A+E Networks Fuels Factual Drive

Joel Denton, the company’s managing director of international content sales and partnerships, talks about trending factual genres, the power of Pawn Stars and what’s on deck for the company in the coming months.

A+E Networks’s catalogue features, among other genres, a slate of recognizable factual titles such as reality series like Intervention and Storage Wars, crime series like The First 48 and the treasure-hunting show The Curse of Oak Island, to name a few. One title that has become a staple for the New York-based company is Pawn Stars. Joel Denton, the managing director of international content sales and partnerships at A+E Networks, explains that Pawn Stars is “a program, more than any other show, that for us broke factual internationally and proved that factual [content] could rate in prime time and on large free-to-air networks.”

***Image***Pawn Stars is a crucial show for us,” he adds. “It’s a show we often use as a leader to open the door [internationally] for factual content and it invariably works. A lot of markets don’t even have pawnshops, but they understand the joy of [learning about] the history of an object, and [the anticipation of wondering], Is it real? Is it fake? Is this item worth a fortune? Is it worth nothing at all?”

Denton explains that the desire to discover the history of objects and whether they’re valuable, which is at the core of Pawn Stars, also carries through to the treasure-hunting show The Curse of Oak Island, about two brothers on a mission to discover whether a cache is buried on an isle off the coast of Nova Scotia. The show is taking off internationally, as Denton notes, “People have always had a fascination with anything related to buried treasure.”

He adds that the draw of a show like Pawn Stars is not limited to the story behind the objects that are brought into Rick Harrison’s Las Vegas shop; it also has to do with the characters themselves. “Rick is an extraordinary character with an extraordinary brain, but in a lot of ways he feels very everyman-ish,” Denton explains. “He could be an uncle or a friend or somebody you meet at a bar. It’s that relationship between the audience and the characters” that leads viewers to return to a show.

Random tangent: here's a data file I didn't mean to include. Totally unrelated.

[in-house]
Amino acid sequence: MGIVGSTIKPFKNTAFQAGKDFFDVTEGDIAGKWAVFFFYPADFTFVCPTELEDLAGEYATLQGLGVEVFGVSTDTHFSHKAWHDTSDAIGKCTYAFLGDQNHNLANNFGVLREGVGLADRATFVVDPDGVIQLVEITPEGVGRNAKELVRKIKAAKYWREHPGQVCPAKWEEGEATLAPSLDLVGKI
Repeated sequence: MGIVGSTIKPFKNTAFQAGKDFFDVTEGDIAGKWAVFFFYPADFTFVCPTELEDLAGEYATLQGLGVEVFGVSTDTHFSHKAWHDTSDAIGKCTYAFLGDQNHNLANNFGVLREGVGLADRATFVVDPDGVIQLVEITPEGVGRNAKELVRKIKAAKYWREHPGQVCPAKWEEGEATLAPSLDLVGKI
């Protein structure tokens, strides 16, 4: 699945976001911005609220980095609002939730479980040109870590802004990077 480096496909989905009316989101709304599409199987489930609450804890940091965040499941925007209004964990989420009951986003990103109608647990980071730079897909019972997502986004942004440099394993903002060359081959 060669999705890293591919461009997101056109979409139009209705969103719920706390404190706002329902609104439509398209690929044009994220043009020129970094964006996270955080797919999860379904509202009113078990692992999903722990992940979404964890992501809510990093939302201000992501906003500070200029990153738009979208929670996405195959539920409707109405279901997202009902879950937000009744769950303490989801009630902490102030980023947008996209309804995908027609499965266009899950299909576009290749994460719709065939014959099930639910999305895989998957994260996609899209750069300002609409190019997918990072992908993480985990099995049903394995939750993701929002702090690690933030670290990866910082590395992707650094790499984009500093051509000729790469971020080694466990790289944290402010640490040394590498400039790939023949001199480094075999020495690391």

The connection to characters extends across generations and borders. “I love the multiage reach,” Denton says. Pawn Stars is a “family show in a lot of ways. Kids can sit down and watch with their grandparents, and both generations can enjoy equally. They might be enjoying different bits of the show sometimes, but they can all enjoy it. It’s very broad.” The fact that Pawn Stars has become successful internationally is, for Denton, “a sign of a shrinking world and of people opening up to different cultures and different ways of doing things.”

Denton has also noticed a “renewed interest in and mood for crime,” likely fueled by the popularity of Netflix’s Making a Murderer and HBO’s The Jinx. Though there is an appetite for crime, this type of programming can pose a challenge for distributors, especially in Europe, where Denton says “there’s quite considerable censorship on what can and can’t be shown at a time when a child might be watching, so a lot of the crime shows go [on] much later than they would in the U.S. and similar markets.” He notes that the restrictions are being relaxed, and shows like The First 48, which Denton calls a “staple of A&E in the States,” and other titles in the crime category, are gaining traction internationally.

In addition to crime shows that have been on the radar for some time, such as The First 48, A+E Networks has launched the docuseries 60 Days In, which sees seven innocent people enter the Clark County Jail in Jeffersonville, Indiana, to expose what life is like behind bars, examining significant issues surrounding incarceration. “It’s a great piece of television, a very brave piece of television, actually, both for the sheriff who authorized them to go into a facility that has recently had a very corrupt history, and also the people who are going in there,” says Denton. “It’s pretty extraordinary.”

Denton notes that the show not only fits the bill as far as buyers’ increased appetite for crime shows, but it also addresses another trend. “There has been a bit more seriousness in terms of topics, and a show like 60 Days In is somewhat indicative of the [demand for] shows that address real issues through different lenses.”

“We’re always looking for what’s new, what’s next, taking some risks, taking some swings,” Denton says of A+E Networks’s goals. “There are a couple of areas, such as treasure-hunting and crime, where we’ll be taking some swings in the next few months. Crime in particular will be a real emphasis for us, and there will be a fair amount of new shows coming through in that area, so it will be interesting to see how they work internationally.”